Podcast: Newly Bipolar & Learning to Adapt
You’ve just been diagnosed with bipolar disorder… now what? This week we interview a young woman named Emma, a twenty-something who is fresh off a bipolar diagnosis and working hard to navigate her way through finding the right medications, a treatment plan that works, and navigating tough family conversations.
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About The Not Crazy Podcast Hosts
Gabe Howard is an award-winning writer and speaker who lives with bipolar disorder. He is the author of the popular book, Mental Illness is an Asshole and other Observations, available from Amazon; signed copies are also available directly from Gabe Howard. To learn more, please visit his website, gabehoward.com.
Jackie Zimmerman has been in the patient advocacy game for over a decade and has established herself as an authority on chronic illness, patient-centric healthcare, and patient community building. She lives with multiple sclerosis, ulcerative colitis, and depression.
Computer Generated Transcript for “Newly Bipolar and Learning to Adapt” Episode
Editor’s Note: Please be mindful that this transcript has been computer-generated and therefore may contain inaccuracies and grammar errors. Thank you.
Announcer: You’re listening to Not Crazy, a Psych Central podcast. And here are your hosts, Jackie Zimmerman and Gabe Howard.
Gabe: Hello, everyone, and welcome to this week’s Not Crazy. We are here with my co-host Jackie, who has written no less than seven books completely in her head. She also lives with depression.
Jackie: I’m going to introduce you to my co-host, Gabe, who lives with bipolar and also has written just one book that has been published. But like what’s just one when you could have seven unpublished?
Gabe: Jackie, we are doing a first here today. We’re going to interview a young woman. She’s 23 years old and she lives with bipolar disorder, but she’s also newly diagnosed with bipolar. Now she has asked to remain anonymous. So we are going to call her Emma. Emma thanks for calling in and welcome to the show.
Emma: Thank you for having me.
Gabe: Now, you were diagnosed with bipolar disorder type 2 in 2019. It’s safe to say you’re a newbie.
Emma: Yes, very much so. Figuring out the ropes.
Jackie: So, Emma, tell us the circumstances around your diagnosis. What was happening before, during? What led to it?
Emma: So initially I was diagnosed with depression while I was in high school after a car accident. But once I was an adult after college and working in a toxic environment, I knew that something was wrong. And so I got a psych eval done and from there they were able to diagnose me with bipolar.
Jackie: When you say something was wrong, what did you feel like was wrong?
Emma: They always felt like a sine wave. So there were such high highs and lows that it was like this out-of-body experience where my emotions weren’t similar to others. I was always too emotional for people. I was always categorized as dramatic. And I knew that I wasn’t over-the-top or attention seeking, but I knew that their perception was wrong. But I didn’t know internally what was wrong.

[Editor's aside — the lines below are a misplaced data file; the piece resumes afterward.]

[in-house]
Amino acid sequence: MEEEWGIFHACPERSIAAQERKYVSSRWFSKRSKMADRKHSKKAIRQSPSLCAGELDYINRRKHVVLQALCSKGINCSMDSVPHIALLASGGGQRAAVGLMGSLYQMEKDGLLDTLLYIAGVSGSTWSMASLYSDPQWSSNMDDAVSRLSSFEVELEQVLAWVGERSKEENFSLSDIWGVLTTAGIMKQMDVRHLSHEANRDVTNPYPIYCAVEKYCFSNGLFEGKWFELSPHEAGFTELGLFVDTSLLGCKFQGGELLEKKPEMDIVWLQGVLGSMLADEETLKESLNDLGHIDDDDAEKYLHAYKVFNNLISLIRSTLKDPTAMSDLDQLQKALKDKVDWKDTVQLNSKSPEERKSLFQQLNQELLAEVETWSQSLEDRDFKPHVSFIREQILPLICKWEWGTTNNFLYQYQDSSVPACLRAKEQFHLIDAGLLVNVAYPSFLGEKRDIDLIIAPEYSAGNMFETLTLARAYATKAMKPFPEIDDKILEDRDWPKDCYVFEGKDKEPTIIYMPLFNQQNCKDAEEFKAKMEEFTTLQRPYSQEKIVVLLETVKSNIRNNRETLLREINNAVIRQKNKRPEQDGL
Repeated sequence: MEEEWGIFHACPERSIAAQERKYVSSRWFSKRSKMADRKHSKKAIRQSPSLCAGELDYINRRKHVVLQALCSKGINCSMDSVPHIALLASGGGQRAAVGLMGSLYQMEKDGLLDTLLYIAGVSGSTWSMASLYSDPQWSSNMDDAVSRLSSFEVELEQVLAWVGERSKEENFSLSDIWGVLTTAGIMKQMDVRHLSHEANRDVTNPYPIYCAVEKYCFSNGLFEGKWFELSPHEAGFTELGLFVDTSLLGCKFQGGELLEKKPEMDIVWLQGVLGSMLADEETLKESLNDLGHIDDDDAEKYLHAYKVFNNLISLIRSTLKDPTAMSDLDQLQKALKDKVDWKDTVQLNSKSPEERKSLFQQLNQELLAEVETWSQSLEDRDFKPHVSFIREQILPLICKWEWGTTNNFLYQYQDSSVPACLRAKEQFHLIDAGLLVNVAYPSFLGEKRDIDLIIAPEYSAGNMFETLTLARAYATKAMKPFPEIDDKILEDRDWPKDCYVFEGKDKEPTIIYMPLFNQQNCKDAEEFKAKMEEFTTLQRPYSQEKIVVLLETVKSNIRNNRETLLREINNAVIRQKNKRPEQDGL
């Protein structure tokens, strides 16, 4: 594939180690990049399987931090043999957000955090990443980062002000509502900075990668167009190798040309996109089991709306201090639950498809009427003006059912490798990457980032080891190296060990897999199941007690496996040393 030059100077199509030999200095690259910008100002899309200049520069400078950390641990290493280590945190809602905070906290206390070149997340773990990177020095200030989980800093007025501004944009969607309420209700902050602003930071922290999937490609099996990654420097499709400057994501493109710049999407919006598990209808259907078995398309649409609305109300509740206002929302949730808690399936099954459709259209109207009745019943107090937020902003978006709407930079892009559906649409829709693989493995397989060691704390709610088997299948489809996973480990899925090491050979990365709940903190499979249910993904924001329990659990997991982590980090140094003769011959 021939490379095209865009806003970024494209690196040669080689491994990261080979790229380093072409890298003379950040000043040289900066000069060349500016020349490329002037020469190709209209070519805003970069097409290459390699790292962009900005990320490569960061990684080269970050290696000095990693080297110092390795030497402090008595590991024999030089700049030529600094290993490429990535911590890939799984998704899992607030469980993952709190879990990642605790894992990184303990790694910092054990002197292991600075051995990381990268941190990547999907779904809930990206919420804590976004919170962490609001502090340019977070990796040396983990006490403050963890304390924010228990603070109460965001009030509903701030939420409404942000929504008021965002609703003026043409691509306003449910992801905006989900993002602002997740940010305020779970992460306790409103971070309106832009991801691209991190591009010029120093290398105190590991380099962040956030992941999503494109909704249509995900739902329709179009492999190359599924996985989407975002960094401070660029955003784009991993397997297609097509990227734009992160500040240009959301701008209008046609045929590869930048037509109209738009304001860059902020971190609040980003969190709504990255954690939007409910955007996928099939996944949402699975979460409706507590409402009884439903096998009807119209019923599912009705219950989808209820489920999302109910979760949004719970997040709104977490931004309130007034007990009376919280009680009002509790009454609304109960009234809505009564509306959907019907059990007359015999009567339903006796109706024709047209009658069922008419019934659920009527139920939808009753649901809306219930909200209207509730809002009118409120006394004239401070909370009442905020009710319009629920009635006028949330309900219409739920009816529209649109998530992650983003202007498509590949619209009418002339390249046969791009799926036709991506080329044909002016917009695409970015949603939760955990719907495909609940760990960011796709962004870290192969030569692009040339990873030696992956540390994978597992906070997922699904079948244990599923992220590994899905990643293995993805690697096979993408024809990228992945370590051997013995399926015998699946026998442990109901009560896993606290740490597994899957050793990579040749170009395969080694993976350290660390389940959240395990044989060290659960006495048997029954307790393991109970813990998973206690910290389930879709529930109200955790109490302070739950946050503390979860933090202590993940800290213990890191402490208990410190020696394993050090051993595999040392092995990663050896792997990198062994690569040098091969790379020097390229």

Gabe: I find that incredibly interesting. I also have bipolar disorder and I was described as dramatic. I was described as loud. I was described as over the top. My emotions were never in check. And I was always very, very moody. And while I did see that as wrong, I didn’t think that it was the kind of wrong that was medical or necessitated any… I just thought I was a bad person. Did you have any feelings like that? Like this was just like a moral failing?
Emma: Oh, a million percent, I think. Especially during the depressive phases I would self hate so badly and I honestly think it was only because of other people still being my friends that I was like, I can’t be that bad because I still have people around me wanting to support me.
Jackie: So let me ask you both a question about the we’ll call it the dramatic, overly emotional responses that everybody else was sort of accusing you of. There are times when I react certain ways and I’m like, that was maybe a little over the top. Probably not my best work right there. In that moment for you guys was it one of those things where you were like, I know this is maybe a little over the top for me, but I can’t seem to reel it in because that’s what happens to me. So I just keep going, right? Is this the same thing?
Emma: I think being undiagnosed really led to me gaslighting myself. And so I think it was similar to you, Jackie, and that I would say, oh, that was just me. Lesson learned. Let’s fix it next time. But then the same thing happens on a daily basis.
Gabe: One of the really shitty parts of being bipolar, and I’m going to bet just straight up that Emma’s going to agree, we have emotions. We can be dramatic. We can overreact. And all of that is perfectly normal because normal people overreact. They get angry, frustrated, tired, sleepy, bitchy, whatever, whatever word you want to use, we’re not robots. The problem is, is there’s like another gear, right? There’s like another level. And it happens so often and you just have such little control. So now that I am in treatment and I’ve been in treatment, you know, 17 years. Whenever that happens, it’s like, OK. Is it a bad day or is Gabe symptomatic? Dun dun duun. And it’s a pain because not every one of our emotions can be proof of some. I don’t know, disease, because we want to have emotions we want to love deeply. And sometimes it’s fun to be dramatic. Jackie, as your friend. I like it when you’re over the top. But I wouldn’t like it if you were over the top 15 times a day and then you jumped off a roof because you could fly. So…
Jackie: Good to know.
Jackie: Good. Yeah.
Jackie: Me either. I also would not like that.